All About Uphill Sprints & How to Do Them

“HIIT” the hills running with these hill sprint workouts with examples for all fitness levels!

Sprinting is one of the most effective workout methods on the planet that requires minimal to no fancy or expensive equipment. Nearly every sport or activity can benefit from including a hill sprint workout into their programming, and uphill sprints will benefit the average exerciser even more so.

The power of sprinting resides within its ability to stimulate neuromuscular adaptation. Sprinting activates the nervous system to activate many, many motor units, to fire the units quickly, contract the muscle fibers with great force, and then resist fatigue at maximal or close to maximal levels.

As a result, this brain-muscle training mechanism elicits mighty metabolic advantages like high post exercise oxygen consumption, which is a fancy phrase for more calories burned long after exercise finishes. 

Contrary to the long held belief that running long distance is the quickest, best way to get fit and burn fat, it is actually more efficient to move faster for less time. In fact, one study discovered that two-minute interval sessions completed three times per week for six weeks results in the same fat-burning effects as a thirty minute endurance sweat session (Fioranelli).

What Is a Hill Sprint Workout?

Sprint hill workouts are simply a version of high-intensity interval training (HIIT). 

All types of HIIT are effective, leading to prime metabolism and body physique (when combined with other healthy lifestyle factors). However, HIIT hill sprint workouts trump all because it requires the most effort with the least amount of assistance. 

Compared to flat surfaces, running uphill simply doubles or triples the caloric burn of the workout. This is because it recruits one of the largest muscle groups in the body, aka the glutes.

In short, a hill sprint workout involves running at max speed one can for an allotted amount of time up an incline. For those unable to physically run, this method can also be imitated on other machines like a cycling bike, elliptical, stair stepper or any other form of cardio machine.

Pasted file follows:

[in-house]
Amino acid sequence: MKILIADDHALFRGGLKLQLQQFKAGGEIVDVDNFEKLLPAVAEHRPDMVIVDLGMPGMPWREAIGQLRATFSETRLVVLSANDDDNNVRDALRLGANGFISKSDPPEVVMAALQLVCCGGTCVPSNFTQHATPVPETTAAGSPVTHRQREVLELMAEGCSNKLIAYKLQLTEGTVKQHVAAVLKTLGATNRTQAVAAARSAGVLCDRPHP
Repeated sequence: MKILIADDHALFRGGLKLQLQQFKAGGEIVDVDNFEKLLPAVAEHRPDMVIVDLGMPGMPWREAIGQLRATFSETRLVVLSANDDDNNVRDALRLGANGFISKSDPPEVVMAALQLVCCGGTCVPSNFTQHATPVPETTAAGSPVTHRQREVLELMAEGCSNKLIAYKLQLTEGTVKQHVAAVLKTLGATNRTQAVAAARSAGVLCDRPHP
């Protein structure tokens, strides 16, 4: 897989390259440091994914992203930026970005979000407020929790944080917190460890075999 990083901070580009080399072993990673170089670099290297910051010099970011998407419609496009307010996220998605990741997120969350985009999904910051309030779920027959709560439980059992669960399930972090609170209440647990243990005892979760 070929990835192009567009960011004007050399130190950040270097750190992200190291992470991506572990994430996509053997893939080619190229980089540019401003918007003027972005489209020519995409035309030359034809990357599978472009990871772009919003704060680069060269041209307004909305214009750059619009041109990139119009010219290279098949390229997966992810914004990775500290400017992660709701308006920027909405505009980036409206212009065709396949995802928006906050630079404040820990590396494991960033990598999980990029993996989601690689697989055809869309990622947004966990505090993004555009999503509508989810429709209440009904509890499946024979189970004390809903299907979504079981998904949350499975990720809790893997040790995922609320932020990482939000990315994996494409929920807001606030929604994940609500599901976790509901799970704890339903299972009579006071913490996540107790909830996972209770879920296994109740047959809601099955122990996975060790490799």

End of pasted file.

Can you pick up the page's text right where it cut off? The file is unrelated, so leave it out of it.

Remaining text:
Some fitness gurus also label powerlifting exercises as “sprints” related to the similarity in perceived exertion and effort, but risk for injury is much greater so will not be included in this discussion.

Because sprinting recruits so many muscular units and requires substantial force production from the muscles, it is important to ease into them. Sprinting too much too soon can cause pain in the hips, knees, and ankles and increases risk for hip flexor and hamstring muscle injuries.

And always remember, sprinting is definitely an instance where more is NOT better! In fact, including 5 to 15 sprints of as little as 4 seconds, but up to 20 seconds or so two times a week is plenty effective. 

Doing more drastically increases the risk of injury and/or does not allow enough time for proper recovery in between sessions. Lack of recovery can weaken the immune system and lead to unwarranted lethargy.

HIIT Hill Sprint Workout Example

Before sprinting, always perform some type of dynamic warm-up to loosen and prime muscles. Including mobility exercises, skips, jogging, and even light sprinting will do the trick. 

Aim to achieve a heart rate and/or effort of about 60-85% of maximum capacity during the warm-up to ensure preparedness.

If access to a track is available, wonderful! If not, running for time is just as beneficial! 

Example 1: Beginner

A1. 200 meters – 3 rounds @70-75% effort – walk what you ran for rest

B1. 100 meters – 6 rounds @80-85% effort – walk what you ran for rest

C1.  50 meters –  3 rounds @100% effort – walk what you ran for rest

Example 2: Intermediate

A1. Sprint for 10 – 15 seconds at incline of 4-7% – walk or rest for 45-50 seconds

*Repeat the above 7-10 times

Example 3: Advanced

A1. Sprint for 20 seconds at incline of 10 -12% – walk or rest for 90 seconds

*Repeat the above 8-12 times

Example 4: Non Running

A1. Cycle, step, elliptical for 20 seconds at 85 – 100% effort and/or add resistance to the machine  – rest or continue moving but at 20-30% total effort capacity for 40 seconds

*Repeat 10 to 20 times

The Bottom Line

For those looking to get fit, build strength, burn fat, and improve metabolic health and longevity, sprinting can help accomplish these feats. It is simply one of the most efficient and effective neuromuscular adaptations that lead to favorable metabolism and health. 

Running up a steep hill is a heightened bonus that your muscles might resist at first, but your body will thank you later.


Fioranelli D. Benefits of Sprinting Over Jogging for Greater Gains. Onnit Academy.

Hudson B. Short + Steep + Swift = Strength. Runner’s World.